Tuesday, 6 October 2009

Just desserts?

First that delightful Punjabi phrase "tere maa ki" entered the Australian lexicon thanks to laboured ICC deliberations over whether Harbhajan Singh called Andrew Symonds a monkey or referred to a part of his mother's anatomy, back in early 2008. The lasting effects of that particular incident means all pissed-up Ozzies getting in taxis now know exactly how to best insult their hapless Indian cabbies.

Now, the ancient Indian sport of kabbadi, a kind of squatting wrestling, has gained a bit of nationwide attention. Australian-Indian violence has been in the headlines of late, particularly if you're partial to a bit of that hysterical jingoism that is the delightful Times Now. Now, it seems, the tables have turned:

POLICE were investigating whether racist abuse was behind a brawl involving angry Indian wrestlers in Melbourne's northern suburbs that put two men in hospital.
Police have confirmed two men... were assaulted and hit with sticks in a fight after joining a "mouthy" skateboarder who allegedly sparked the incident outside Meadowglen International Athletics Stadium in Epping yesterday afternoon.
Inspector Mark Doney, from Mill Park Police, said the incident occurred when contestants of the wrestling team sport kabaddi, which attracted up to 5000 people, began to leave the venue.
"One of the youths there tried to get in the way of the cars and yelled out a bit of abuse at people,'' he said today.
"I think he got his just desserts by the occupants of the vehicle after he smashed the window of their car."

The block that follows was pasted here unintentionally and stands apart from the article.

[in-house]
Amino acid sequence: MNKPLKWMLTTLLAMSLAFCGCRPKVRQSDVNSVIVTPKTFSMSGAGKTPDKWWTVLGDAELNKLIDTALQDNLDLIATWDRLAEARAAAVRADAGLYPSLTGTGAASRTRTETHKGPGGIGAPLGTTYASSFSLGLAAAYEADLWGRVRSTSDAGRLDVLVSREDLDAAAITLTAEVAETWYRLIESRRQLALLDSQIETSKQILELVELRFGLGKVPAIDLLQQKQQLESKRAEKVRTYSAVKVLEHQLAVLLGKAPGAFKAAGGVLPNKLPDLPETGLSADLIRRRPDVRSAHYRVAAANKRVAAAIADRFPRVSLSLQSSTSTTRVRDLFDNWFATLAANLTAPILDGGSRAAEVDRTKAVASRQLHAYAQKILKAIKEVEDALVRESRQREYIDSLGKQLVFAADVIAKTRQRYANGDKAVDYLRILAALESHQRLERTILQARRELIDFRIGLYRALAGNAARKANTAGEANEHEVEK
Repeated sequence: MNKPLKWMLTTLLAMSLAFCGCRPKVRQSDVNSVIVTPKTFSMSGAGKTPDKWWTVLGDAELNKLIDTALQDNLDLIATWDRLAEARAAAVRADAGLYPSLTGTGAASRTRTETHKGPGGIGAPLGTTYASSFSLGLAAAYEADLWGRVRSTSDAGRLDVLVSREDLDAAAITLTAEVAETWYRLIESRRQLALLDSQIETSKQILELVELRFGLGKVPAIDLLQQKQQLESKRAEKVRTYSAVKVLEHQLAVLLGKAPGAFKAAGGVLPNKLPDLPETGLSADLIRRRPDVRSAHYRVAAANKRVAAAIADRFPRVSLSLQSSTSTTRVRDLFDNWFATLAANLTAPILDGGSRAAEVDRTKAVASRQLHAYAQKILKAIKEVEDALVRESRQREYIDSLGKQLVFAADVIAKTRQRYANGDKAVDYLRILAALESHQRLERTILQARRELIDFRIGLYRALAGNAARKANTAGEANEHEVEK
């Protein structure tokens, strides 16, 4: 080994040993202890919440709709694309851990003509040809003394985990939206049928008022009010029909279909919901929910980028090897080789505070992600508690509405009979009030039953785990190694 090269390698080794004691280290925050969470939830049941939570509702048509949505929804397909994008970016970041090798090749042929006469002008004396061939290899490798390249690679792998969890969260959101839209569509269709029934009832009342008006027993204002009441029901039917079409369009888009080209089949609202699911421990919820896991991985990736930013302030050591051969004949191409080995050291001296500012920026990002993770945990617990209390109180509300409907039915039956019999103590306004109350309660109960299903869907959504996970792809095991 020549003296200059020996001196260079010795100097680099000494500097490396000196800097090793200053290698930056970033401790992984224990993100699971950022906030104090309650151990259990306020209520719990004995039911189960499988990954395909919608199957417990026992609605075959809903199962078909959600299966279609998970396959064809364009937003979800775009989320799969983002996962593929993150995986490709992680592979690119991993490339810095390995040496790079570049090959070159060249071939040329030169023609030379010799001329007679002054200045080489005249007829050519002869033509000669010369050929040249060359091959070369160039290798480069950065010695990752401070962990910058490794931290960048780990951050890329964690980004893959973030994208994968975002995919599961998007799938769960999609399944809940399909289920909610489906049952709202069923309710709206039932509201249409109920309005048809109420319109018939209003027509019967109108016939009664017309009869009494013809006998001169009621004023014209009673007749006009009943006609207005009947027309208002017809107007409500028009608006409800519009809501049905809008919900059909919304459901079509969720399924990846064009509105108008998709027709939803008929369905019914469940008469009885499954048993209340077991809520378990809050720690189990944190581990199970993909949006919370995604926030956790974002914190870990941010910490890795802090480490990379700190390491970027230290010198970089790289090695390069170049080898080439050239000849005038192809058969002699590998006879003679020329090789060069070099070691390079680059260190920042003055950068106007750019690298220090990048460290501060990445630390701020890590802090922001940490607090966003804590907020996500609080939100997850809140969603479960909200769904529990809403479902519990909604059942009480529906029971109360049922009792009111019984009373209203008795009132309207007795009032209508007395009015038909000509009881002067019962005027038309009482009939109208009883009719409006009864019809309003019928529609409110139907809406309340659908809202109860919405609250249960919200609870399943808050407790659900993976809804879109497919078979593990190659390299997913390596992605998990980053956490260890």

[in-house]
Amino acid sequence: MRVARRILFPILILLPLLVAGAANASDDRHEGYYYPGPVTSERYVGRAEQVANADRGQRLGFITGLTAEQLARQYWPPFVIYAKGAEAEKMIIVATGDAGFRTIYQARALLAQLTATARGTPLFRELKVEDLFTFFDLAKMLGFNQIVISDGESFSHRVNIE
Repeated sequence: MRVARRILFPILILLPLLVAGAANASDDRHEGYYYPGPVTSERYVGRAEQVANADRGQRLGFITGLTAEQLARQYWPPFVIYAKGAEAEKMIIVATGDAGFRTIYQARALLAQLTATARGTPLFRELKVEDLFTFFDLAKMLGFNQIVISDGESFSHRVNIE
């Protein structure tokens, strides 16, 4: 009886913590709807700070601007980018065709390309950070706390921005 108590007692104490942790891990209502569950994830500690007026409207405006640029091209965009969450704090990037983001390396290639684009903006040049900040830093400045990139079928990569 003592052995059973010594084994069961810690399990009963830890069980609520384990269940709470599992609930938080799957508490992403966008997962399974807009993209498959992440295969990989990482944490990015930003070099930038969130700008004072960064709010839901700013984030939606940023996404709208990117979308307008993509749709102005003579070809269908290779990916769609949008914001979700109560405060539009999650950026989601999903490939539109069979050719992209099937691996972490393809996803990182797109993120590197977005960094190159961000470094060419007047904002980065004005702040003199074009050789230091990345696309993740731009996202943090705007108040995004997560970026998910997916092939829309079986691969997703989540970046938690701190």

I am actually in Melbourne at the moment (it is freezing): my lord the Australian accent is harsh when you're used to the mellifluous tones of south Delhi. I'd like to introduce foreign readers to a bit of Australian vernacular that would well describe the skaters above: bogan. But be warned: many wear it as a mark of pride. If you really want to offend, try calling an Australian a yuppie. That, they won't take kindly to.

Saturday, 3 October 2009

Night out in Delhi

So the dress I wrote about last was for the British High Commission ball, which was on last Saturday night at the Taj Mansingh hotel in central Delhi; we were invited by a friend who works there. Immediately my Antipodean inferiority complex took hold and for the preceding week, feeling all Eliza Doolittle, I practiced walking gracefully, eating daintily and rounding my vowels.

I needn't have worried.

It's not that British HC types are a bunch of lushes, but they're terribly jolly, like a drink and a tango and one to drink and tango with, and don't seem to worry which fork one is using.

Seated next to me at our table - which was at least fifty percent Australian anyway - was the wife of a diplomat. She was already quite squiffy and in a confessional mood (but not embarrassingly so). I thought, I quite like you, especially as she poured me another glass of valpolicella, and forgot to be intimidated.

Later, I met another American, this time a Marine in full regalia. He started telling me about some of his tours of duty to 27 countries and I could have kept talking to him except that the cars had arrived and we had to go.

All up, a wonderful night, one of those nights when you pinch yourself and feel blessed to be there.

And the dress? The dress turned out magnif, so much so I'm very much regretting divulging the name of the tailor in my previous post.